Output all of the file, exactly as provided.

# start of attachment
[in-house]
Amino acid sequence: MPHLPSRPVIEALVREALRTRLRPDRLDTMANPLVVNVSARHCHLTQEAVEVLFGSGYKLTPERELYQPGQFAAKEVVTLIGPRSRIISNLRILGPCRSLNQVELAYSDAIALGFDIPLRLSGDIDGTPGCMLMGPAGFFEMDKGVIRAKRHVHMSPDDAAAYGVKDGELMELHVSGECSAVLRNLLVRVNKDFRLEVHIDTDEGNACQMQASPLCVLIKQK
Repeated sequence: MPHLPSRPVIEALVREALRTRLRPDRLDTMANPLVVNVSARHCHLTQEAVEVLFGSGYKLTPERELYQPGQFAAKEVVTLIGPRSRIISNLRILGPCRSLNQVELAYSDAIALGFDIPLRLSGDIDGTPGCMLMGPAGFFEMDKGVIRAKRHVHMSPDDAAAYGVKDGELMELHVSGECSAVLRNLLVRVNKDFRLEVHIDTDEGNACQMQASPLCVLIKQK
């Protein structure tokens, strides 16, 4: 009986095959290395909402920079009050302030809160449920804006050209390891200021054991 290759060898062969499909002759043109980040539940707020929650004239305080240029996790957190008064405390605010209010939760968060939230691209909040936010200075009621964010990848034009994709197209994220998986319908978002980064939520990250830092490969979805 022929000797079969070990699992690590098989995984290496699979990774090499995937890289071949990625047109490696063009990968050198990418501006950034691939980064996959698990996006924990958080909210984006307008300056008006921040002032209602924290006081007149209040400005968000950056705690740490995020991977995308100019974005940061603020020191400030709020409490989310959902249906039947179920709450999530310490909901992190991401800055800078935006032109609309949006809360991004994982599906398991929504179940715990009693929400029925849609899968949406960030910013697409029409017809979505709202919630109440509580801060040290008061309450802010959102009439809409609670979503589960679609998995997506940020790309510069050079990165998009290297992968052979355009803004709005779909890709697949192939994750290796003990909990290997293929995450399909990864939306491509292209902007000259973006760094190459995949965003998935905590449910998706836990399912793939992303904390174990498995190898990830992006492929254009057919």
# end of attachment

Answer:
[in-house]
Amino acid sequence: MPHLPSRPVIEALVREALRTRLRPDRLDTMANPLVVNVSARHCHLTQEAVEVLFGSGYKLTPERELYQPGQFAAKEVVTLIGPRSRIISNLRILGPCRSLNQVELAYSDAIALGFDIPLRLSGDIDGTPGCMLMGPAGFFEMDKGVIRAKRHVHMSPDDAAAYGVKDGELMELHVSGECSAVLRNLLVRVNKDFRLEVHIDTDEGNACQMQASPLCVLIKQK
Repeated sequence: MPHLPSRPVIEALVREALRTRLRPDRLDTMANPLVVNVSARHCHLTQEAVEVLFGSGYKLTPERELYQPGQFAAKEVVTLIGPRSRIISNLRILGPCRSLNQVELAYSDAIALGFDIPLRLSGDIDGTPGCMLMGPAGFFEMDKGVIRAKRHVHMSPDDAAAYGVKDGELMELHVSGECSAVLRNLLVRVNKDFRLEVHIDTDEGNACQMQASPLCVLIKQK
């Protein structure tokens, strides 16, 4: 009986095959290395909402920079009050302030809160449920804006050209390891200021054991 290759060898062969499909002759043109980040539940707020929650004239305080240029996790957190008064405390605010209010939760968060939230691209909040936010200075009621964010990848034009994709197209994220998986319908978002980064939520990250830092490969979805 022929000797079969070990699992690590098989995984290496699979990774090499995937890289071949990625047109490696063009990968050198990418501006950034691939980064996959698990996006924990958080909210984006307008300056008006921040002032209602924290006081007149209040400005968000950056705690740490995020991977995308100019974005940061603020020191400030709020409490989310959902249906039947179920709450999530310490909901992190991401800055800078935006032109609309949006809360991004994982599906398991929504179940715990009693929400029925849609899968949406960030910013697409029409017809979505709202919630109440509580801060040290008061309450802010959102009439809409609670979503589960679609998995997506940020790309510069050079990165998009290297992968052979355009803004709005779909890709697949192939994750290796003990909990290997293929995450399909990864939306491509292209902007000259973006760094190459995949965003998935905590449910998706836990399912793939992303904390174990498995190898990830992006492929254009057919």